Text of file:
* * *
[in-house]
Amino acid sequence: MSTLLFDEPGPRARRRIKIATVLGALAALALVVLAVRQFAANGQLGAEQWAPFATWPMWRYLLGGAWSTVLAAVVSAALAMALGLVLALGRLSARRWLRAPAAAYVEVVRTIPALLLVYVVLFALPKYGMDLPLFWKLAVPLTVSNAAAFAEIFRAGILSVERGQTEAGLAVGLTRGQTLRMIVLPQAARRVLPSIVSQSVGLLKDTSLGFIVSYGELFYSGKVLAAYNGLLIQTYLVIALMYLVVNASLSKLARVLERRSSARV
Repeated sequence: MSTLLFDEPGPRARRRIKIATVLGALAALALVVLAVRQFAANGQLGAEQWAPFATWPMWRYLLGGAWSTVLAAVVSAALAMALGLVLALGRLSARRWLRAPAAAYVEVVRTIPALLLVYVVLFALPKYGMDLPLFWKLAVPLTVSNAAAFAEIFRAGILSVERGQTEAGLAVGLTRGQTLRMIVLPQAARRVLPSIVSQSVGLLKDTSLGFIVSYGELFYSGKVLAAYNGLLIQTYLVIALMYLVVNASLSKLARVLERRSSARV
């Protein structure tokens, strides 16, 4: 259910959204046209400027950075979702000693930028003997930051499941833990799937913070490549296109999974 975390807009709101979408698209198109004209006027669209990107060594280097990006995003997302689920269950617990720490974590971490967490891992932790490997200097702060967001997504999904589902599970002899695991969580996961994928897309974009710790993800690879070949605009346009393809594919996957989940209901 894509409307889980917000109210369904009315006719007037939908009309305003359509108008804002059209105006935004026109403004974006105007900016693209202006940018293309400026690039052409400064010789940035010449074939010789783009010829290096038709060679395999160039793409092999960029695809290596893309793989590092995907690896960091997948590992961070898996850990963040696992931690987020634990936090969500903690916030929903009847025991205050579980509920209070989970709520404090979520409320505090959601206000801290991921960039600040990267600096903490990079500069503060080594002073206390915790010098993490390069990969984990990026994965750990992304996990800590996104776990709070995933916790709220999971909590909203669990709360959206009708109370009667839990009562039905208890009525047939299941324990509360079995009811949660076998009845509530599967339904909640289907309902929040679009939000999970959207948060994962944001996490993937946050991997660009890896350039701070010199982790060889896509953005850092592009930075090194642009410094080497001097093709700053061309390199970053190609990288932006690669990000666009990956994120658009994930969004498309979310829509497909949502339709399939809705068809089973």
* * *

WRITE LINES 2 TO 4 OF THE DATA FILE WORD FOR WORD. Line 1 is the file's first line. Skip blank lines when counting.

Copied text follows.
Amino acid sequence: MSTLLFDEPGPRARRRIKIATVLGALAALALVVLAVRQFAANGQLGAEQWAPFATWPMWRYLLGGAWSTVLAAVVSAALAMALGLVLALGRLSARRWLRAPAAAYVEVVRTIPALLLVYVVLFALPKYGMDLPLFWKLAVPLTVSNAAAFAEIFRAGILSVERGQTEAGLAVGLTRGQTLRMIVLPQAARRVLPSIVSQSVGLLKDTSLGFIVSYGELFYSGKVLAAYNGLLIQTYLVIALMYLVVNASLSKLARVLERRSSARV
Repeated sequence: MSTLLFDEPGPRARRRIKIATVLGALAALALVVLAVRQFAANGQLGAEQWAPFATWPMWRYLLGGAWSTVLAAVVSAALAMALGLVLALGRLSARRWLRAPAAAYVEVVRTIPALLLVYVVLFALPKYGMDLPLFWKLAVPLTVSNAAAFAEIFRAGILSVERGQTEAGLAVGLTRGQTLRMIVLPQAARRVLPSIVSQSVGLLKDTSLGFIVSYGELFYSGKVLAAYNGLLIQTYLVIALMYLVVNASLSKLARVLERRSSARV
């Protein structure tokens, strides 16, 4: 259910959204046209400027950075979702000693930028003997930051499941833990799937913070490549296109999974 975390807009709101979408698209198109004209006027669209990107060594280097990006995003997302689920269950617990720490974590971490967490891992932790490997200097702060967001997504999904589902599970002899695991969580996961994928897309974009710790993800690879070949605009346009393809594919996957989940209901 894509409307889980917000109210369904009315006719007037939908009309305003359509108008804002059209105006935004026109403004974006105007900016693209202006940018293309400026690039052409400064010789940035010449074939010789783009010829290096038709060679395999160039793409092999960029695809290596893309793989590092995907690896960091997948590992961070898996850990963040696992931690987020634990936090969500903690916030929903009847025991205050579980509920209070989970709520404090979520409320505090959601206000801290991921960039600040990267600096903490990079500069503060080594002073206390915790010098993490390069990969984990990026994965750990992304996990800590996104776990709070995933916790709220999971909590909203669990709360959206009708109370009667839990009562039905208890009525047939299941324990509360079995009811949660076998009845509530599967339904909640289907309902929040679009939000999970959207948060994962944001996490993937946050991997660009890896350039701070010199982790060889896509953005850092592009930075090194642009410094080497001097093709700053061309390199970053190609990288932006690669990000666009990956994120658009994930969004498309979310829509497909949502339709399939809705068809089973």